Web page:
ENGLEWOOD, Colo. — Two Super Bowl Rings, one Super Bowl MVP, one NFL MVP, a 2,000-yard season, 7,607 total rushing yards, 60 rushing touchdowns, seven consecutive playoff games with at least 100 rushing yards and much more.
Terrell Davis put together one helluva resume, but that resume wasn’t changing.
“I played football 17 years ago,” he remembers oh-so-precisely.
The Broncos all-time leading rusher had been eligible for his sport’s greatest honor, the Pro Football Hall of Fame, for more than a decade, his one resume hole of longevity debated ad nauseam, his inability to get in shoved in his face year after year as his peers donned brand new gold jackets. Eventually, he began to emotionally hedge.
“There was a point,” he explained earlier this month. “About the sixth or seventh year when I was just constantly making the semifinalist list, but there was no one talking about me, I thought maybe it just wasn’t meant to be. People would come in, and they would go to the Hall, and I just thought it wasn’t meant to be.”
“I’d come out and say that if I didn’t make the Hall, I was fine with it and that it wouldn’t change my career,” he added with a guilty smirk. “I meant some of that. I didn’t mean all of it (laughs).”
Just as “TD” began to let go, though, life pulled him back in.
“About four years ago, when there became some momentum behind it, and people that weren’t in my corner started turning, I thought maybe something was happening,” he said. “I remember the day vividly. I was driving down the road with my wife, and I got a text that said I’d made it as a finalist for the Hall of Fame and I almost crashed the truck. I saw the text come through and we pulled over. My wife and I were just super excited about it. That was progress. We were now getting to a point that we were in that room. Then I became kind of rejuvenated about it. I thought maybe it was going to happen.”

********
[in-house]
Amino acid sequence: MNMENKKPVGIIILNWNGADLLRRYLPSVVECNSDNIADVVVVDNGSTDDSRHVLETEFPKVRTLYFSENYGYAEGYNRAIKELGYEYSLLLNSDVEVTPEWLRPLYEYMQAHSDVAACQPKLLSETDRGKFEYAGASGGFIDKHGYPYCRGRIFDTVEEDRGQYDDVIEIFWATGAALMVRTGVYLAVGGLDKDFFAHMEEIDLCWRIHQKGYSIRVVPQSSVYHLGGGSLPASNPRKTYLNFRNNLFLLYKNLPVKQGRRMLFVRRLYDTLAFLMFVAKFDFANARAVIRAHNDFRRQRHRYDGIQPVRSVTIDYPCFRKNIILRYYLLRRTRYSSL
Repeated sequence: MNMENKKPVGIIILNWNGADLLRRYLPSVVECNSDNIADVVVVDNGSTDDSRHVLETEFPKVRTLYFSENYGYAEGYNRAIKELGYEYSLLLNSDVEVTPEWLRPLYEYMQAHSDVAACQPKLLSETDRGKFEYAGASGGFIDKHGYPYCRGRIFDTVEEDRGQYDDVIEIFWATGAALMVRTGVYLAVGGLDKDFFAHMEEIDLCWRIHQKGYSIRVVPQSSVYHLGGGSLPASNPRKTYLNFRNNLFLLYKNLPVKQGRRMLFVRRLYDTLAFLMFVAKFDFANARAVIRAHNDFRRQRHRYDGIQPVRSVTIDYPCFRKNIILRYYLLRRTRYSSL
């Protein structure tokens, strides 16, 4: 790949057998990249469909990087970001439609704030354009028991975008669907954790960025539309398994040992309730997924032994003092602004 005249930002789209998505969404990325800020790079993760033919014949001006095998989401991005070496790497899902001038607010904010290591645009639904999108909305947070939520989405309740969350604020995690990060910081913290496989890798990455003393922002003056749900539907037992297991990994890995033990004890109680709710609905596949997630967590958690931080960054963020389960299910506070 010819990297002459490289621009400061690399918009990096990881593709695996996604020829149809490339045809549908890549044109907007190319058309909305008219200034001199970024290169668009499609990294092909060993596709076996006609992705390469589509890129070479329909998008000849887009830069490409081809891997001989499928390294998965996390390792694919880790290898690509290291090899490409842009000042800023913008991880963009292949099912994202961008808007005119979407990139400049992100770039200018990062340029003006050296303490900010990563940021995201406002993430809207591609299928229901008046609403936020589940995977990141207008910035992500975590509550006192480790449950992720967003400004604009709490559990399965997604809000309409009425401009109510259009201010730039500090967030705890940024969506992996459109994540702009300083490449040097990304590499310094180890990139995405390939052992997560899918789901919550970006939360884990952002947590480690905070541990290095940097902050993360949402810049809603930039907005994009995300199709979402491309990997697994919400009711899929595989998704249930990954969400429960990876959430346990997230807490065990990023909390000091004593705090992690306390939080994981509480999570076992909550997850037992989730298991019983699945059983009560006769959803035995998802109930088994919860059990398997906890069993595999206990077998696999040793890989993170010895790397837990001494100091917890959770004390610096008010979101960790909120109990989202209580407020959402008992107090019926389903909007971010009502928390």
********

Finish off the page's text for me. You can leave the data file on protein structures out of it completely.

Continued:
In 2017, after a few more years of elevated hopes and heartbreak, it finally did.
On Feb. 5—alongside Kurt Warner, LaDanian Tomlinson Morten Anderson, Kenny Easley, Jason Taylor and Jerry Jones—Denver’s favorite Mile-High-Saluter had his name called, Hall-of-Famer at last.
“I think when it happened, and the relief that I felt, I realized how much I wanted it,” he admitted.
The career: immortalized. The longevity: irrelevant. The journey: vindicated.
“No matter what happens,” Davis concluded with a smile that glimmered like a Super Bowl ring. “No one can take that from you.”